Crater of Diamonds State Park Is Both Family- AND Dog-Friendly
For 3 years, my real Dad has been talking wistfully about wanting to drive down from Kansas and try his hand at digging for diamonds here in Arkansas. It was soon after I moved to this state from Florida that he first heard about Crater of Diamonds State Park in Murfreesboro – and the urge to go gem hunting instantly grabbed hold of him. Hard.
Because the drive to that part of the state is about 6 hours round-trip from my home base in the River Valley/Fort Smith area, I kept putting him off. But we finally decided this past weekend that it was time to try our luck at uncovering buried treasure.
So I packed up my dog, my Dad, some bottled water, and some snacks and made the trek over for what turned out to be a really fun, really muddy, but decidedly worthwhile day trip.
Crater of Diamonds State Park describes itself as “the only diamond-producing site in the word open to the public” and is situated on a 37-acre field. This is the eroded surface of a very, very old volcanic crater that has brought up diamonds and different types of semi-precious stones.
Since 1972, after the close of several mining ventures, tourists have tried their hand at digging for white, brown, and yellow diamonds at the site. And the best part? The park will help you identify your finds AND lets you keep whatever you want. There have been quite a few solid hits over the years, as well as some incredible rewards.
This past August, as reported by CNN, a 12-year-old boy found a 5.16-carat brown diamond that he named “God’s Glory Diamond.” The park reports that 11 other diamonds weighing more than a carat each (and 327 total diamonds) have been found since the first of the year.
So there’s obviously still treasure there just waiting to be picked up!
The park is located about 2 hours southwest of Little Rock and about 3 hours south and a little east of Fort Smith. Dad and I were especially excited that it had rained the day before because we had heard that can bring more gems up to the surface.
However, we never realized how much mud those rains would cause. We remembered to bring along rubber galoshes and boy, did we ever need them! After paying just $7 admission for each of us adults (my dog Dakota was allowed in free), we set off with small bags.
Although many people rented wire screens, buckets, small shovels, and other equipment, we decided to just walk along scanning the surface of the field first. Dad quickly started walking, leaning over and looking, walking, leaning over. Sinking way down into the quicksand-like mud, I took about 7 steps before one of my feet got completely stuck and I had to ask for help getting pulled out of the hole!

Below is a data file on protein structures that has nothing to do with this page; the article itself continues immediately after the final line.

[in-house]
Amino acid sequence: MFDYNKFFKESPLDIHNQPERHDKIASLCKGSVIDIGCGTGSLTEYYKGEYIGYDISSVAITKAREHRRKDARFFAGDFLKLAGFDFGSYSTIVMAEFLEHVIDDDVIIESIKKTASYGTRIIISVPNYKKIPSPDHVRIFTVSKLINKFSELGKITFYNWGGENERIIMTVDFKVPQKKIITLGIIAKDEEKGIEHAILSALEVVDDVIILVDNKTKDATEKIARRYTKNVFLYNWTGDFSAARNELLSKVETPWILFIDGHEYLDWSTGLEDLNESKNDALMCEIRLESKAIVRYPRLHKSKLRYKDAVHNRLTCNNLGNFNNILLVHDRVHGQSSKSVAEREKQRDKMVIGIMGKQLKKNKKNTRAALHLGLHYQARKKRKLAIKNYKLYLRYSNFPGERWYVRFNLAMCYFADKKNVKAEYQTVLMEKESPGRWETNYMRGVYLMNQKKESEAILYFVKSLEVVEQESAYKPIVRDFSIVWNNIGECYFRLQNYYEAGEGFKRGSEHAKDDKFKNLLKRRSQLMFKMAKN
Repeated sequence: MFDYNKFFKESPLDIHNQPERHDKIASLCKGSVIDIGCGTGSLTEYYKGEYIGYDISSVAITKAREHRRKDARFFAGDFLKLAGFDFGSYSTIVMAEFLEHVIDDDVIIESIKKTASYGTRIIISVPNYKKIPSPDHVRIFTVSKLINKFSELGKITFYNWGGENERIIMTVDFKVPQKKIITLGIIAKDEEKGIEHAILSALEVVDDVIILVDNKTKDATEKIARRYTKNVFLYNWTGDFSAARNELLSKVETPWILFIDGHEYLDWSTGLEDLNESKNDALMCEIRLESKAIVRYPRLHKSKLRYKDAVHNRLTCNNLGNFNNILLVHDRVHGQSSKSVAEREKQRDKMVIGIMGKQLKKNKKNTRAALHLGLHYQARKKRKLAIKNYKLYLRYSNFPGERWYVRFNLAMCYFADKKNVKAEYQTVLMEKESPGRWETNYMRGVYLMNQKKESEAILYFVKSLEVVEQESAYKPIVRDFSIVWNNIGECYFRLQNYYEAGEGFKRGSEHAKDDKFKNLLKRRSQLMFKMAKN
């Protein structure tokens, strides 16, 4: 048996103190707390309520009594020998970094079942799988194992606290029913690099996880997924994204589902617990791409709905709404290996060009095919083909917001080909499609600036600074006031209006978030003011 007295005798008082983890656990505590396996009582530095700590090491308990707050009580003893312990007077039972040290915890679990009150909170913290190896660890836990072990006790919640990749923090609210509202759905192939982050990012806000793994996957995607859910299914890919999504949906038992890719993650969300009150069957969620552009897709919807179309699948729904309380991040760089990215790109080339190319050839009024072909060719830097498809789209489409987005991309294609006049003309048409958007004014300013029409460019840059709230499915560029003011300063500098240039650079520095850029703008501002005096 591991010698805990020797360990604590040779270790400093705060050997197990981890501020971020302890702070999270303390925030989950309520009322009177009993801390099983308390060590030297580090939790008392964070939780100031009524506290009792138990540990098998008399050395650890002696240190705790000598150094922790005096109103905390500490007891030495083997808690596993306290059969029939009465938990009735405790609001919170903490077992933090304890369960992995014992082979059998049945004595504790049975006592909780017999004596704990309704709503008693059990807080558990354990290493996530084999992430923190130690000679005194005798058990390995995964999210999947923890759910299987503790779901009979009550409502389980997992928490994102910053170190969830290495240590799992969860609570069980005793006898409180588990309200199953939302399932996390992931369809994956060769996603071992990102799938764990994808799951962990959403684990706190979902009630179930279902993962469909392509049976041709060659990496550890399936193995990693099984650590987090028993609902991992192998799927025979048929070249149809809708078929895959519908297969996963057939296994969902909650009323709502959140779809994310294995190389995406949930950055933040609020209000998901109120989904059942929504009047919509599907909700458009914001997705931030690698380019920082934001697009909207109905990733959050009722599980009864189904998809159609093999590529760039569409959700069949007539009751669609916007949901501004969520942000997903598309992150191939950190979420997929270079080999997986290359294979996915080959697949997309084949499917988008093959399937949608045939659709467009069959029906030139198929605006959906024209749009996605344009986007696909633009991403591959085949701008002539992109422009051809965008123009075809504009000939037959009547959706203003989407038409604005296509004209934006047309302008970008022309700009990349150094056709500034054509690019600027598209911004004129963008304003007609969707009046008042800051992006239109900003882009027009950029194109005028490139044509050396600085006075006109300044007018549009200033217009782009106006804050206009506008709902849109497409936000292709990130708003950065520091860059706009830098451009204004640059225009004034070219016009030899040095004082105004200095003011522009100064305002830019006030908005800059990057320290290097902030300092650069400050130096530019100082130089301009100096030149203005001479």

Dakota loved the squishy mud until he too got stuck. After that, we decided to avoid the deep muddy areas from that point on. Instead, we hunted (okay, I hunted and he just enjoyed the day!) on firmer walkways. But Dad was a trooper and waded into all kinds of areas. No matter how far away he got, I could still hear his excited shouts over a possible find and then laughing when it turned out to be not so special.
After a while, we decided to turn the mission towards just finding some pretty rocks for my garden and talking with the many singles, couples, and families out enjoying the day. Most were first-timers, but we talked to several who had made many trips over to the crater. None had found a diamond, but one guy showed us some jasper he had picked up.
After about 3 hours of hunting, resting in the shade, hunting some more, using the wash area full of large tubs of water to scrape off debris to see if any treasure was revealed, and hunting a little more, we decided to make our way back towards the front entrance.
Because all 8 of our feet were caked in thick mud, we were happy to see that the park had an area with several hoses and 2 mounted brushes for cleaning off boots and shoes. Dakota might not have been thrilled with being sprayed down with cold water, but I appreciated having a clean dog to take home!
One quick note: the wash area is on top of a long grate, probably so that the water can drain. But be aware that small dogs’ paws could fall through and bigger dogs (I’m not naming any names!) could become frightened of it. Children, however, seemed to love the area. I can’t count the number of kids we saw who were covered head to toe in mud and who stood giggling while their parents just hosed them down.
At the end of the day, we didn’t find any diamonds but we had a lot of laughs and really enjoyed the hunt. And Dad said the wait was definitely worth it! Although he’s now talking about how he’d hunt differently next time…
-Admission into the park is $7 per adult, $4 per child between the ages of 6 and 12, free for those 5 and younger
-Dogs are welcome in all areas except the gift shop
-Dogs must be well behaved and on leashes at all times.